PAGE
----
Wednesday, November 02, 2005

Voices In the Waterfalls

Interview I did with the Icelandic artist Rúrí ­ early spring 2005.

Rúrí represented Iceland at the 50th Venice Biennale 2003 with the multimedia installation Archive - endangered waters. The work is finally displayed in Reykjavík at the National Gallery of Iceland, and will be until the 13th of March.
The work contains 52 waterfalls that we have almost lost, have lost or will lose through dam building. Rúrí has recorded the voice of each waterfall and when you pull out the image from the archive the waterfall speaks to you.

BJ: What was the inspiration for the show Archive – endangered waters?
Rúrí: “Nature without doubt. I respect nature deeply, I connect with her. Whenever we do something to her, it affects all of us. Each nation has the duty to treat their environment and nature with full responsibility and respect. This planet and its whole biosphere is our joint responsibility.
There is an extra dimension to our planet that most Icelanders are not aware of because of the abundance of water we have. It is the fact that water has become the blue gold on our planet. Pure water is a very fragile aspect of the planet’s biosphere. If the mentality of power and greed is put aside then it becomes clear what really matters; water and nourishment, not oil.”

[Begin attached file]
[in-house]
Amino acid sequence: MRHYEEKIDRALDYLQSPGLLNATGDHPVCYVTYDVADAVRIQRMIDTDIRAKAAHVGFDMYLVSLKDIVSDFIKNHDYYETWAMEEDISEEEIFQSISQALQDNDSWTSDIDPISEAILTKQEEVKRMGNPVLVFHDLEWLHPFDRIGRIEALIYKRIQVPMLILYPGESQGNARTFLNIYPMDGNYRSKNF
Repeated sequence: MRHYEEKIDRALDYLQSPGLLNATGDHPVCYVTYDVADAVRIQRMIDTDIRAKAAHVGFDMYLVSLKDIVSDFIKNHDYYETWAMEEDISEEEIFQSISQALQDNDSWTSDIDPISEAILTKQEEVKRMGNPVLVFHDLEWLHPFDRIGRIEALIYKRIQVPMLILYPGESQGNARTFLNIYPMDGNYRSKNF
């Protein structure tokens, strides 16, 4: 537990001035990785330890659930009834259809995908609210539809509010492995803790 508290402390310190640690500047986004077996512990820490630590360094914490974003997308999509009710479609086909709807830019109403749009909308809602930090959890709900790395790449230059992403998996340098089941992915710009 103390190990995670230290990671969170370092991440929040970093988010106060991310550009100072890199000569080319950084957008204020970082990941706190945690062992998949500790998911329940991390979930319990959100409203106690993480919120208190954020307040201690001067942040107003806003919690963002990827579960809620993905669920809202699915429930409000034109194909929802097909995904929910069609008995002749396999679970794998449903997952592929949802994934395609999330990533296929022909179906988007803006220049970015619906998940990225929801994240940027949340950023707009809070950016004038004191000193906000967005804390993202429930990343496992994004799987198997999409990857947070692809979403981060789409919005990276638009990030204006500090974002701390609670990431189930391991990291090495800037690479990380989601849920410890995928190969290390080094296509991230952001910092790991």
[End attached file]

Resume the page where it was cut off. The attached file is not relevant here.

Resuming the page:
BJ: What sort of reactions has the exhibition gotten?
Rúrí: “I have never experienced as much warmth and kindness at an opening of my work before. It was as if the child within came bursting out in people when they got in touch with the artwork. People often feel joy around water, perhaps the sounds from the waterfalls opened a space for that in them.
I have also heard that people in France cried at the exhibition when they realized what the work was telling them, that most of these waterfalls will be no more.”

When asked what is ahead for her, she said, “I am preparing work that will be a part of a new sculpture-garden in the mountainsides of Vesuvius, Italy. I am also working on two sculptures that I have been commissioned to do for a museum in Germany.”
Some artists have a unique access to the collective consciousness and their work speaks to everyone because it contains levels of truth and vision we all can relate to. Rúrí’s works have a mythological sense to them. She is a modern mythmaker.
In works like The Gate, a memorial for missing persons, The Rainbow at the Leif Eriksson Air Terminal in Keflavík, the Glassrain and her masterpiece Archive – endangered waters, she makes that quite clear.

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